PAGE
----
By allowing ads to appear on this site, you support the local businesses who, in turn, support great journalism.
Corps water releases from Lake Lanier remain inconsistent
Placeholder Image

What do you think? Send us your thoughts in a letter to the editor. Click here for a form and letters policy or send to (no attached files please). Include your full name, hometown and a contact number for confirmation.

I just read the June 2 article in The Times about the pending study to increase water inflow needed in Florida to save their endangered mussels once again.

What I don't understand is the fact that the Corps of Engineers has squandered releases when water levels have been high and left little or no wiggle room when the rains don't come to maintain a more consistence flow. But the flow for Woodruff Dam has been consistent in recent years, even in drought periods.

Lake Lanier can store vast amounts of water even over full pool. There seems to be a lack of water management once again and a disconnect to the tri-state needs for a stable system.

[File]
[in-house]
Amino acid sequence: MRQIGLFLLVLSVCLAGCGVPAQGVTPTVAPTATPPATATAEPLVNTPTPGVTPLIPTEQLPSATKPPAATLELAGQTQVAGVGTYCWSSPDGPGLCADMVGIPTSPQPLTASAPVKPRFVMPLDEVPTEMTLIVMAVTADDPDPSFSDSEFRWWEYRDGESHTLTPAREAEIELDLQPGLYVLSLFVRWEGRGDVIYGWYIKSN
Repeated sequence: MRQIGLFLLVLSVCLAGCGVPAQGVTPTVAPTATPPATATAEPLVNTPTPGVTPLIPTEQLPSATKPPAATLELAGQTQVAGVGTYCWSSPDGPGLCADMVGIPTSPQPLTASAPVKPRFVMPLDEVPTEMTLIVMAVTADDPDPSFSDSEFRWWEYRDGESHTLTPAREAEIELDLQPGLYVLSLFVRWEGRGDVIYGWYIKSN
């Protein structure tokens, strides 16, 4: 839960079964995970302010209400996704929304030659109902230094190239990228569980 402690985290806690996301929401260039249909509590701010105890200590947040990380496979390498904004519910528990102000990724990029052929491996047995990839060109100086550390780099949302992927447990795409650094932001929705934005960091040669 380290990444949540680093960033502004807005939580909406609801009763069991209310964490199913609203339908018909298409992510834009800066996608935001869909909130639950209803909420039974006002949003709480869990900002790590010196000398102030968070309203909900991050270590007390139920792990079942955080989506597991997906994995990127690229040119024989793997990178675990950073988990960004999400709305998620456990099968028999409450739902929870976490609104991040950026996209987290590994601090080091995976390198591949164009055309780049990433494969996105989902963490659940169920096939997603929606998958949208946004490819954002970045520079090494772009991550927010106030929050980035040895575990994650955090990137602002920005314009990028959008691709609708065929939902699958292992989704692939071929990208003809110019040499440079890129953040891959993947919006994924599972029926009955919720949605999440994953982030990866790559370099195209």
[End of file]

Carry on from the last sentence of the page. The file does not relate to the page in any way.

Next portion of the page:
It's easier for them to hide behind the outdated manuel and put their hands up and say it's Congress, not them.

But I have to ask our state government: Do we have a person or department that monitors water flow in and out of Lanier on a daily or weekly basis? Does the state look at the levels and activity of the whole basin as well and how it relates to the whole system and past year's activity as well?

When I look at the corps' water level activity site and go back to past years, I don't see where Florida could have major level issues that would effect water flow for those mussels.

Is it more likely their seafood industry lobby has more concerns and are using this stupid mussel to muscle the court?

Where are our congressmen on this? The level went up and now it's a nonissue in Washington and to our newly elected governor, who knows how Washington works.

Lanier's level is going down and we need to not have 2006 starting all over again. They need to keep the heat up on this before Georgia looks water foolish.

We need leadership and facts on water levels past and present to support Lake Lanier's needs since we're the beginning of this water journey.

Jane Browder

Regional events